DON'T GET HOOKED IN A PHISHING SCAM!
We know what fishing is: You bait a hook, toss it in the water, and hopefully you catch a fish. Phishing is similar to fishing; however, you could be the fish. Don't be the fish! Avoid being caught by reading the following tips.
Phishing scams are typically fraudulent email messages appearing to come from legitimate enterprises (for example, your university, your internet service provider, your bank). These messages usually direct you to a spoofed website or otherwise get you to divulge private information (for example, passphrase, credit card, or other account updates). The perpetrators then use this private information to commit identity theft.
One type of phishing attempt is an email message stating that you are receiving it due to fraudulent activity on your account, and asking you to "click here" to verify your information.
Phishing scams are crude social engineering tools designed to induce panic in the reader. These scams attempt to trick recipients into responding or clicking immediately, by claiming they will lose something (for example, email, bank account). Such a claim is always indicative of a phishing scam, as responsible companies and organizations will never take these types of actions via email.
Types of phishing
Phishing scams vary widely in terms of their complexity, the quality of the forgery, and the attacker's objective. Several distinct types of phishing have emerged.
Spear phishing: Phishing attacks directed at specific individuals, roles, or organizations are referred to as "spear phishing". Since these attacks are so pointed, attackers may go to great lengths to gather specific personal or institutional information in the hope of making the attack more believable and increasing the likelihood of its success. The best defense against spear phishing is to carefully, securely discard information (i.e., using a cross-cut shredder) that could be used in such an attack. Further, be aware of data that may be relatively easily obtainable (for example, your title at work, your favorite places, or where you bank), and think before acting on seemingly random requests via email or phone.
\Whaling: The term "whaling" is used to describe phishing attacks (usually spear phishing) directed specifically at executive officers or other high-profile targets within a business, government, or other organization.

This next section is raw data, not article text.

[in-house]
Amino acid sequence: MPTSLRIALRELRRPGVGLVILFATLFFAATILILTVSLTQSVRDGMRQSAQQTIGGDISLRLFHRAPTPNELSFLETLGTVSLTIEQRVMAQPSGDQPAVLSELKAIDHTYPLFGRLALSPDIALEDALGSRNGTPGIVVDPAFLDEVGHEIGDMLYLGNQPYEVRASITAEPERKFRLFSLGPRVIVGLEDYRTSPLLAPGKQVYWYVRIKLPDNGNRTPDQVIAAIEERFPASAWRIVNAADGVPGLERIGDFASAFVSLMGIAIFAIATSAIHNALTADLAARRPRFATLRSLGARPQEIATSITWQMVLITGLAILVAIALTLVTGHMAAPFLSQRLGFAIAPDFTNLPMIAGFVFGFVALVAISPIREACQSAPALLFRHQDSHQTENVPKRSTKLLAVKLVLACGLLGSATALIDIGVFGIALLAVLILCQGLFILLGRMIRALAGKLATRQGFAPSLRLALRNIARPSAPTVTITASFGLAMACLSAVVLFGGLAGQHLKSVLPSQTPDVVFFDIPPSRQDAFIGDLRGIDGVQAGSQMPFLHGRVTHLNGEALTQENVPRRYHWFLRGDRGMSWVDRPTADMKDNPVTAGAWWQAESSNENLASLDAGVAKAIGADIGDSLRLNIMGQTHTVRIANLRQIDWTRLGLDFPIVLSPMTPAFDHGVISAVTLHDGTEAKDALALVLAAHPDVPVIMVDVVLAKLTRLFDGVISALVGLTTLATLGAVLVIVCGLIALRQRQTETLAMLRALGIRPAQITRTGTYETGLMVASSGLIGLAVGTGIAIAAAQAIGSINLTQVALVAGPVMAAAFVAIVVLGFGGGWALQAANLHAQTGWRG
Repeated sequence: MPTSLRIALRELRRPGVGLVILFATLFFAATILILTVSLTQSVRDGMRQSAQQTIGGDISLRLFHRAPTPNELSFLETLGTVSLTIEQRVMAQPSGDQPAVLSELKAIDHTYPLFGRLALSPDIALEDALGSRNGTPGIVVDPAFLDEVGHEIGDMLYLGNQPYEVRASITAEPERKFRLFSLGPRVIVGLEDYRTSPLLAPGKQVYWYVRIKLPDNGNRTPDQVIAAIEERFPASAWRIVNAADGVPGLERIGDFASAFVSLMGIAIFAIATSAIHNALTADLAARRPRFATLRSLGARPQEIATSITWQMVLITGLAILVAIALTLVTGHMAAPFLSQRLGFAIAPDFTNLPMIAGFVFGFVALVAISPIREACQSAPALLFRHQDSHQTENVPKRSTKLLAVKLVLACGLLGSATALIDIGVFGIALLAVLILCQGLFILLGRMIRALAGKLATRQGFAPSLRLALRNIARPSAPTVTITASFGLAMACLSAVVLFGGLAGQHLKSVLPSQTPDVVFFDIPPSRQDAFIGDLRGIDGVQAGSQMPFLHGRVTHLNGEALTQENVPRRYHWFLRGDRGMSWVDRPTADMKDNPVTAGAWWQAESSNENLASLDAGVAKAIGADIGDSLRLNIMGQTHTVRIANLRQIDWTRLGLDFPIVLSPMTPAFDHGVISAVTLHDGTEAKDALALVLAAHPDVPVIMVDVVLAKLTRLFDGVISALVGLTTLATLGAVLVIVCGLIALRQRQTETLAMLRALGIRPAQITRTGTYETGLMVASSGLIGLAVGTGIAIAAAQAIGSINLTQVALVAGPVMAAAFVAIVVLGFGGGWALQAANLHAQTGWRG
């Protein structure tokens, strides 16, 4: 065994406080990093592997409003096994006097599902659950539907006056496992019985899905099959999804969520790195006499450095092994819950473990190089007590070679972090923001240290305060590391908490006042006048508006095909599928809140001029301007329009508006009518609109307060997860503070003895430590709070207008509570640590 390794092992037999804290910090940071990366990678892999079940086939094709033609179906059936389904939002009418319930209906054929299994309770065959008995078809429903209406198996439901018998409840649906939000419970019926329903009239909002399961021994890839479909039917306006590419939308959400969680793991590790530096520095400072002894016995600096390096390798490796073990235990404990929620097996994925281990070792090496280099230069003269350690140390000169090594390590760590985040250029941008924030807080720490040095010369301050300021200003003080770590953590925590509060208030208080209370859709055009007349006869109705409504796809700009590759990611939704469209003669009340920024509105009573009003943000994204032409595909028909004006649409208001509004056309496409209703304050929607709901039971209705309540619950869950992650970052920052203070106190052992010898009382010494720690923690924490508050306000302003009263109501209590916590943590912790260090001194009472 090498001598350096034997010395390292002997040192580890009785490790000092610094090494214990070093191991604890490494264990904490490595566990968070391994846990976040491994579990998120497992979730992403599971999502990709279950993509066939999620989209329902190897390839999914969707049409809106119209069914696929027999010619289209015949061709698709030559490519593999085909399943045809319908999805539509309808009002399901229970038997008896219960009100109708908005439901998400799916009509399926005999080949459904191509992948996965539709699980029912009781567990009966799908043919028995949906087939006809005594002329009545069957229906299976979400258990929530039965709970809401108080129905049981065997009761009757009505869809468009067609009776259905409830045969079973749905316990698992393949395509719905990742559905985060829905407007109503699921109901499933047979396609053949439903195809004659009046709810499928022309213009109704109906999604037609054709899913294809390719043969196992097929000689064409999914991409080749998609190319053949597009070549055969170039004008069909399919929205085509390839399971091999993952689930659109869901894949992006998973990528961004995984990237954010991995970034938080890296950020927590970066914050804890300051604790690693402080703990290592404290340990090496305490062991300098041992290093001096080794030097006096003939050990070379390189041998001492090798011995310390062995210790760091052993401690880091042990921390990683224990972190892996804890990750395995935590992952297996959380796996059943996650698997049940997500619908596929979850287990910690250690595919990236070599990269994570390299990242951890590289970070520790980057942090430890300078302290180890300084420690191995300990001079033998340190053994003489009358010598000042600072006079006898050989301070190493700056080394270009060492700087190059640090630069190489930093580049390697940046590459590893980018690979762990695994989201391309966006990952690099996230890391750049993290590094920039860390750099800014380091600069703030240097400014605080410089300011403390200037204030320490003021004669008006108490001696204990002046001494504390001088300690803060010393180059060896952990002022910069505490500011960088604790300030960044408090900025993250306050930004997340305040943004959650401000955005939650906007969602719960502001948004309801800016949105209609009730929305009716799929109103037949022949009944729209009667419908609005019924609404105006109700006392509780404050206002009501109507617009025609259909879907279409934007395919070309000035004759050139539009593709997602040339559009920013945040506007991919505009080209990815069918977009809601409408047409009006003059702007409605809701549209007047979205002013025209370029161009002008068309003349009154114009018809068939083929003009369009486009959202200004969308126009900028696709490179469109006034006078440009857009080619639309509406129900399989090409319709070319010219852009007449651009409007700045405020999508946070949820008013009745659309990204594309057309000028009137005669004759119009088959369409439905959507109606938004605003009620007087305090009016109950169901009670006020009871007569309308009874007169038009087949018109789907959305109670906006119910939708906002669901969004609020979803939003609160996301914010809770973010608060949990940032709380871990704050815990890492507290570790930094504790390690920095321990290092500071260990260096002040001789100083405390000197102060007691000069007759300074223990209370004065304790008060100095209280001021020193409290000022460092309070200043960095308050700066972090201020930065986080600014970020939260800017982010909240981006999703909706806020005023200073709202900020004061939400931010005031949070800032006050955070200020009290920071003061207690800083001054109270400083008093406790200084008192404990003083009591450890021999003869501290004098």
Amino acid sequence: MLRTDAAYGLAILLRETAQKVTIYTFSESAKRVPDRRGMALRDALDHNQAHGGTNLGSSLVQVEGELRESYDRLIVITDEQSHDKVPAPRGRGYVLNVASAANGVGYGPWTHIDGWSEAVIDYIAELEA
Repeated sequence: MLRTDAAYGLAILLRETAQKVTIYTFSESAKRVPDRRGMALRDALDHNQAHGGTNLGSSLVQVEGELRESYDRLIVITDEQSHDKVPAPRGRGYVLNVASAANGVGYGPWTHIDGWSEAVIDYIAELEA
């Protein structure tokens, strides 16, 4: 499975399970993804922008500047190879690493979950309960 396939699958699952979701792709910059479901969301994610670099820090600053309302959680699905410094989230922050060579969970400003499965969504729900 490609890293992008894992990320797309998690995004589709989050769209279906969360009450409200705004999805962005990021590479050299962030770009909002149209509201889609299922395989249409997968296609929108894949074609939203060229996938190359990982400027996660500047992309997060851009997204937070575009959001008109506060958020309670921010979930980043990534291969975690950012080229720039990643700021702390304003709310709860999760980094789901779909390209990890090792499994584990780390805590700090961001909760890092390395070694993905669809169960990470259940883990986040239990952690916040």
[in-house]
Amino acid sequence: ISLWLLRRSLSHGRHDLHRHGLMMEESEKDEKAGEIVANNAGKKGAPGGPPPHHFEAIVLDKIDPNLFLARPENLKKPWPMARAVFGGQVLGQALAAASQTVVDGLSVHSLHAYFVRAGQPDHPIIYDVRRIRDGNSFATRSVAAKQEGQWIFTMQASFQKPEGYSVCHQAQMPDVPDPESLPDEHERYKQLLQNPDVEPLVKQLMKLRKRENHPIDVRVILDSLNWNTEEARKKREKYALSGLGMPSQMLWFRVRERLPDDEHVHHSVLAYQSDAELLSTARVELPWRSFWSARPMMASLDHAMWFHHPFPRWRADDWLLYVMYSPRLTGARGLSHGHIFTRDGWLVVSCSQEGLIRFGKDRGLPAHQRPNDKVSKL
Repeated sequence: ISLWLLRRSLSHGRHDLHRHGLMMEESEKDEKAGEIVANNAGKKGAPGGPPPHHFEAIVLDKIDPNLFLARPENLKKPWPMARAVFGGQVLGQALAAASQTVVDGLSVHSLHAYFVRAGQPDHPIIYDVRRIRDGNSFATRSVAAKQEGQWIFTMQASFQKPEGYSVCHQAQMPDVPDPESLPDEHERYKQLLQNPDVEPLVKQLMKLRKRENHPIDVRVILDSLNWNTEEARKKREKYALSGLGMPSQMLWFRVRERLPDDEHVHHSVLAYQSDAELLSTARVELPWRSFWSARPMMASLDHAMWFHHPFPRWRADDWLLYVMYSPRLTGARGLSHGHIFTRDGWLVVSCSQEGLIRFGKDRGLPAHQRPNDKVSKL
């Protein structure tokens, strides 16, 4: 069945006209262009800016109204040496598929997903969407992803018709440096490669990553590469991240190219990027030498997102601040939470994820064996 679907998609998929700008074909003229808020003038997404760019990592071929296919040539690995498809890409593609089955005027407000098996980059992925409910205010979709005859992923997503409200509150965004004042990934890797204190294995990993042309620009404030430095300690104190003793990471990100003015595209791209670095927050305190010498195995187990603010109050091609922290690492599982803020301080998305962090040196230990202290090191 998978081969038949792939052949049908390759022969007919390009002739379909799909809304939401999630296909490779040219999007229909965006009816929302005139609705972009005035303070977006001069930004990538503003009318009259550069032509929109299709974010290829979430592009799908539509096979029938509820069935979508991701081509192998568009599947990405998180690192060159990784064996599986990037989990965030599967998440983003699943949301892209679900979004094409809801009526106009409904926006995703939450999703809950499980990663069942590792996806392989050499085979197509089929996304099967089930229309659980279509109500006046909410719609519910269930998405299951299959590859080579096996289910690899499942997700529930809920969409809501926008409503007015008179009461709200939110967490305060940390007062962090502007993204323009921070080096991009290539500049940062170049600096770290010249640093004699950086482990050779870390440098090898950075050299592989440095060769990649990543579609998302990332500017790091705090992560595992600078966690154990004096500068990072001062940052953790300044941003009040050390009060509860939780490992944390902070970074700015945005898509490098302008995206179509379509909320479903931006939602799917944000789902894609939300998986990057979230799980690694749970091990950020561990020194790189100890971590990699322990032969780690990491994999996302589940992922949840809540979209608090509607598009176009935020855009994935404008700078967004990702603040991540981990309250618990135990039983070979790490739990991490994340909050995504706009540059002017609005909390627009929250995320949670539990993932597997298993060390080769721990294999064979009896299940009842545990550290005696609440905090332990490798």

To guard against phishing scams, consider the following:
- CBU and other reputable organizations will never use email to request that you reply with your password, full Social Security number, or confidential personal information. Be suspicious of any email message that asks you to enter or verify personal information, through a website or by replying to the message itself. Never reply to or click the links in such a message. If you think the message may be legitimate, go directly to the company's website (i.e., type the real URL into your browser) or contact the company to see if you really do need to take the action described in the email message.
- Read your email as plain text. Phishing messages often contain clickable images that look legitimate; by reading messages in plain text, you can see the URLs that any images point to. Additionally, when you allow your mail client to read HTML or other non-text-only formatting, attackers can take advantage of your mail client's ability to execute code, which leaves your computer vulnerable to viruses, worms, and Trojans.
- If you choose to read your email in HTML format: Hover your mouse over the links in each email message to display the actual URL. Check whether the hover-text link matches what's in the text, and whether the link looks like a site with which you would normally do business.
- On an iOS device, tap and hold your finger over a link to display the URL. Unfortunately, Android does not currently support this.
- Before you click a link, check to see if the message sender used a digital signature when sending the message. A digital signature helps ensure that the message actually came from the sender.
When you recognize a phishing message, do not open it — report it to IT. Then delete the email message from your Inbox, and empty it from the deleted items folder to avoid accidentally accessing the websites it points to. Reading email as plain text is a general best practice that, while avoiding some phishing attempts, won't avoid them all. Some legitimate sites use redirect scripts that don't check the redirects. Consequently, phishing perpetrators can use these scripts to redirect from legitimate sites to their fake sites. Don't get hooked!